ThreeA once again made the EMGY drop a random “rare” drop, despite it’s popularity. On the plus side, it was a rare drop seemingly far more obtainable than any other I’ve experienced. In fact, the first time I logged onto bambaland during the sale (which featured Peaceday as the regular drop) I saw EGMY up and purchased him with little fuss. Almost every other time I checked the site, he was still there. I like to think that whoever wanted him at the time had a pretty good opportunity to snag him.

With my personal EMGY history deets out of the way, I am thrilled to finally have EMGY 1.5 in my hands. Keep reading to see how well I think  he stacks up to the OG.

Here we go..
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*Review* 3A WWR Punter Bot Sniper

INTRO

“I have too many Grunts.”

That was my first thought as I unpacked my minty fresh, right off the boat, Bot Sniper. I have EMGY, Jungler, Stealth, DIY and now Punter.

“Why do I keep buying Grunts?”

That was the first thing I asked myself as I unpacked my minty fresh etc, etc…

It’s also a question I already know the answer to. I keep buying Grunts because they are awesome and incredibly difficult to pass up. Historically, all of them have been loaded to the gills (or ghillies? Whamp whaaa..) with gear. You buy just one of them and you have dozens of various load outs and looks you can set up. I think that’s what I like about them so much. Despite their same-ness, they’re all about variety. You can have 4 of the same exact Grunt and have each one look completely different. Gas-mask on/off, helmet on/off, vest on/off, jacket on/off.. you get the idea.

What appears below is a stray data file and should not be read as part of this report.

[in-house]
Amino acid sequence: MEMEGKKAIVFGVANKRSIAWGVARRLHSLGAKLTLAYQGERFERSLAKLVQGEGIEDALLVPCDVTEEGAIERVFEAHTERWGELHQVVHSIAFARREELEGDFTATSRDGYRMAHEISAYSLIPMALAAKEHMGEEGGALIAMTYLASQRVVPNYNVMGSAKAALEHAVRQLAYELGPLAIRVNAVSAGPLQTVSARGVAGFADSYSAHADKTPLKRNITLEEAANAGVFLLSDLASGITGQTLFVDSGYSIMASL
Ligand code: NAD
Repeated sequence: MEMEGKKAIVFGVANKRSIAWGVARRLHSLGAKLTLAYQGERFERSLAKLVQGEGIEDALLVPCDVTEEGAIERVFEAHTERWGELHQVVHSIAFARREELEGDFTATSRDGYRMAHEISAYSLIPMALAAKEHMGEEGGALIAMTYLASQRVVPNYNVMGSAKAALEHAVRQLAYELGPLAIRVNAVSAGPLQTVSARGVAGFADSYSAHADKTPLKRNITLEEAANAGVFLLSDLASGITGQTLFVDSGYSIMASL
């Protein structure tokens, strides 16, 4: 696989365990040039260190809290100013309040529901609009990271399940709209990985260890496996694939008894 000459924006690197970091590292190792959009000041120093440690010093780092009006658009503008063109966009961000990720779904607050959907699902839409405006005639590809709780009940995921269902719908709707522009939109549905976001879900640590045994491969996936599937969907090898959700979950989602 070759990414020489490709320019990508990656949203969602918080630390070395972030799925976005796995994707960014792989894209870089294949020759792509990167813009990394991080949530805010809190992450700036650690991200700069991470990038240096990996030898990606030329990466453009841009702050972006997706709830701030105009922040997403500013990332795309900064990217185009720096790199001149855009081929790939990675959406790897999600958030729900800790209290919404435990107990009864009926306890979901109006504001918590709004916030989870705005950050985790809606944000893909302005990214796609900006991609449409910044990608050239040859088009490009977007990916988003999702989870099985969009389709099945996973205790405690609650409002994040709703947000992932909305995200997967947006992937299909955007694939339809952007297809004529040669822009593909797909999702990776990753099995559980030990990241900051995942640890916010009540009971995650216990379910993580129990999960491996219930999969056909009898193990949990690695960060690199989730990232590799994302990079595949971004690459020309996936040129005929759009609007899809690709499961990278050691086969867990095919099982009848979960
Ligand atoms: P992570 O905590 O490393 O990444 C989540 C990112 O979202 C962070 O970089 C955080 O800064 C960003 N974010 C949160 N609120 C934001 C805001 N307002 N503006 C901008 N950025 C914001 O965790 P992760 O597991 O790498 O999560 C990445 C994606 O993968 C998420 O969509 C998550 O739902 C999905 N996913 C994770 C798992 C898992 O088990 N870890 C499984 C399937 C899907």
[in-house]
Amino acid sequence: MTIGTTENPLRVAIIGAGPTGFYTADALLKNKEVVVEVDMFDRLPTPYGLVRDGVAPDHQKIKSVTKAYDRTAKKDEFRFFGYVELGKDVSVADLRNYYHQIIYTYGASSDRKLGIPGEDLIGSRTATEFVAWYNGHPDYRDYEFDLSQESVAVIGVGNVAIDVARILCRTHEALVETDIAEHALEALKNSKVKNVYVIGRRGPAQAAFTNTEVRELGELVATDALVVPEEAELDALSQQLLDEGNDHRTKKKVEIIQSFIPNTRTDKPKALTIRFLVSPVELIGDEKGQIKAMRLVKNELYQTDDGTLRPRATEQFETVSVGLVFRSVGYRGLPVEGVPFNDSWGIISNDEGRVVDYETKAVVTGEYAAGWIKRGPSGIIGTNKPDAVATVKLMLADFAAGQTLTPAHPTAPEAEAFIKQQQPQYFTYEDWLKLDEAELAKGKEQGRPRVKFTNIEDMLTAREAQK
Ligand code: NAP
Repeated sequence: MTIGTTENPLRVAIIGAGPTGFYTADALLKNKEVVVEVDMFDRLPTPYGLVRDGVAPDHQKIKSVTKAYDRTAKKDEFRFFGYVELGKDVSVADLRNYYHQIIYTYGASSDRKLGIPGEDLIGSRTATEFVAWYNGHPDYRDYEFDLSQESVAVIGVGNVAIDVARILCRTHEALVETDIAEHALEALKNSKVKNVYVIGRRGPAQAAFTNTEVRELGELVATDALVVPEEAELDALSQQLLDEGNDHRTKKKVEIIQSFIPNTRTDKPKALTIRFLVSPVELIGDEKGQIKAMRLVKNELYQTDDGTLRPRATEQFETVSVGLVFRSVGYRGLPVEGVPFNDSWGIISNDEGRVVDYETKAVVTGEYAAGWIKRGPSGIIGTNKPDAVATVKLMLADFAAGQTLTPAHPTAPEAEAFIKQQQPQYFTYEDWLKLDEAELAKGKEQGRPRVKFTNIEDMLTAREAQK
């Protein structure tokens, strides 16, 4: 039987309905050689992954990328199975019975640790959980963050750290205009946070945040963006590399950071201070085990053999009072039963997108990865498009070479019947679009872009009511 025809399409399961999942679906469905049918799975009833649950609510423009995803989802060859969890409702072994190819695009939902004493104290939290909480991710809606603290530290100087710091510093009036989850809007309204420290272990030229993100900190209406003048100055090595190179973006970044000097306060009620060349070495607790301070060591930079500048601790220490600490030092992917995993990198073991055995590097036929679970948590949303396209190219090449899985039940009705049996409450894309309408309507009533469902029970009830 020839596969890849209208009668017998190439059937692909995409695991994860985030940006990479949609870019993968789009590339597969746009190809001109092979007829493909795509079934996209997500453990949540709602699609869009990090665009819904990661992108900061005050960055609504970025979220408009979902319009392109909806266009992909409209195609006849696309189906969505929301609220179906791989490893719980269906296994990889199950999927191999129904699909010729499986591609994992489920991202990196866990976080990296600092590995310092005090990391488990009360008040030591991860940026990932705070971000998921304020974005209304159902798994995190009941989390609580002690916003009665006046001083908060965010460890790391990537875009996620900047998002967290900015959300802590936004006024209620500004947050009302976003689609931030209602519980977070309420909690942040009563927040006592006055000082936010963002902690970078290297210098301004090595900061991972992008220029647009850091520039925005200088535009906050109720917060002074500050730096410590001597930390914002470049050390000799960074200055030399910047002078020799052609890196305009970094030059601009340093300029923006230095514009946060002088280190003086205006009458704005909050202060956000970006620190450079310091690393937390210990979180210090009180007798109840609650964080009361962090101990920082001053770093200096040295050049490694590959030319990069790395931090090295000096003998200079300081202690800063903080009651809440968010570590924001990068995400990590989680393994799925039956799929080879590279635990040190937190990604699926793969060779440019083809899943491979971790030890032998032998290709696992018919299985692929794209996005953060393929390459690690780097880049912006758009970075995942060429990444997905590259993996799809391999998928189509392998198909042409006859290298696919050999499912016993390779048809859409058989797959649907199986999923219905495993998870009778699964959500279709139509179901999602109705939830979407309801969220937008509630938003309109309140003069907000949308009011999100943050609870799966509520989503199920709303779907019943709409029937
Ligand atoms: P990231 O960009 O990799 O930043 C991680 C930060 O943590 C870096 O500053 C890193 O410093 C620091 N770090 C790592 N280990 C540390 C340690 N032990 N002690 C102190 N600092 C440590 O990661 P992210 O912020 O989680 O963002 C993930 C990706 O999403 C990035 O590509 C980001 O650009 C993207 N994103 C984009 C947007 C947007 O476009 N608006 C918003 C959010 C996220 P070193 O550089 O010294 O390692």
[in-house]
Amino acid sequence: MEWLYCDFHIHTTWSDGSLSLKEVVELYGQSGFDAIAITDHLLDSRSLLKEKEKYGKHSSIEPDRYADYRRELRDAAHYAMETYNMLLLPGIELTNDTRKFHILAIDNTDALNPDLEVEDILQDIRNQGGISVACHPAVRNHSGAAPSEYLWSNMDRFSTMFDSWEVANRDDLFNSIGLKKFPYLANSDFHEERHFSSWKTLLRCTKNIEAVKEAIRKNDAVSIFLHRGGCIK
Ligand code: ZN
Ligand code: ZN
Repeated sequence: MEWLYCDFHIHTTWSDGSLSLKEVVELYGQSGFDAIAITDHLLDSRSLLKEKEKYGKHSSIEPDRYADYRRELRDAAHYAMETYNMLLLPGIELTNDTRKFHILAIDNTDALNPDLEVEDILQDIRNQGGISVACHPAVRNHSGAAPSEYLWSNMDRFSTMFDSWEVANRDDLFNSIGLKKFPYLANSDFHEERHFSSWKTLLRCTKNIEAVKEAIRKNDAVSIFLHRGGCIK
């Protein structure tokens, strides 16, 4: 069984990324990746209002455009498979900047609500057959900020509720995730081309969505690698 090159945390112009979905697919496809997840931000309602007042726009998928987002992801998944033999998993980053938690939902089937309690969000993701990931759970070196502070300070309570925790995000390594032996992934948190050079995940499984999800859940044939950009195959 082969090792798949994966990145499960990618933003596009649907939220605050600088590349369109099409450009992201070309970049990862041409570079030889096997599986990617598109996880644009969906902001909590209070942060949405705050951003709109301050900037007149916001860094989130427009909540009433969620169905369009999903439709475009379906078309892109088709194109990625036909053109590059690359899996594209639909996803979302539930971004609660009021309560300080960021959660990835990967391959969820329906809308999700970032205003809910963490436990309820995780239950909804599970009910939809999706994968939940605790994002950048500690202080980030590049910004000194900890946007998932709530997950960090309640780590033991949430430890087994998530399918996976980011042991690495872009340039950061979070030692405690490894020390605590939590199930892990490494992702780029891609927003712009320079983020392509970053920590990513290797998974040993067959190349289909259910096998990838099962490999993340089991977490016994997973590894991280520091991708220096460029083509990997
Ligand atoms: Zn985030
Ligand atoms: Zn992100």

Of all the Grunts, The Punter promised to be the MOST exciting (for me) to date. The words “bot sniper” sent electric pulses from my brain deep into the nerves of my index finger, causing it to twitch over the “buy now” button. I steadied my hand, took a deep breath and as I slowly exhaled, clicked the button.

The wait is over and he’s here. I’ve had several days to play around with him and take some photos. He’s chilling on my shelf right now, displayed in a relaxed pose on the ledge. He’s part of my ever expanding collection, which as I look it over I find myself saying,

“I have too many Grunts.”

PACKAGING

3A continues their fine tradition of plopping some killer Ashley Wood art on the frontside of their boxes. Most of the time, the front of their boxes sport some A. Wood art  while the rest has some minimalistic design business to fill space. In this case, it seems like they went just a little further with it by adding a fun “bot killing point system” embellishment to the side.

One of my favorite 3A posters from SDCC 2012 also happens to be the graphic for the back of the box. DC target practice!

WHAT’S INCLUDED

Punter seems to come with a good deal less “stuff” than the previous Grunts. No jacket, no shield, no helmet, no backpack(s), no multitudes of guns.. all in all, a little less equipped. Lean and mean. The trade offs in gear include his ghillie suit, boonie hat, pistol and that little sniper rifle you may have to squint to notice at the bottom of the pic.

THE BREAKDOWN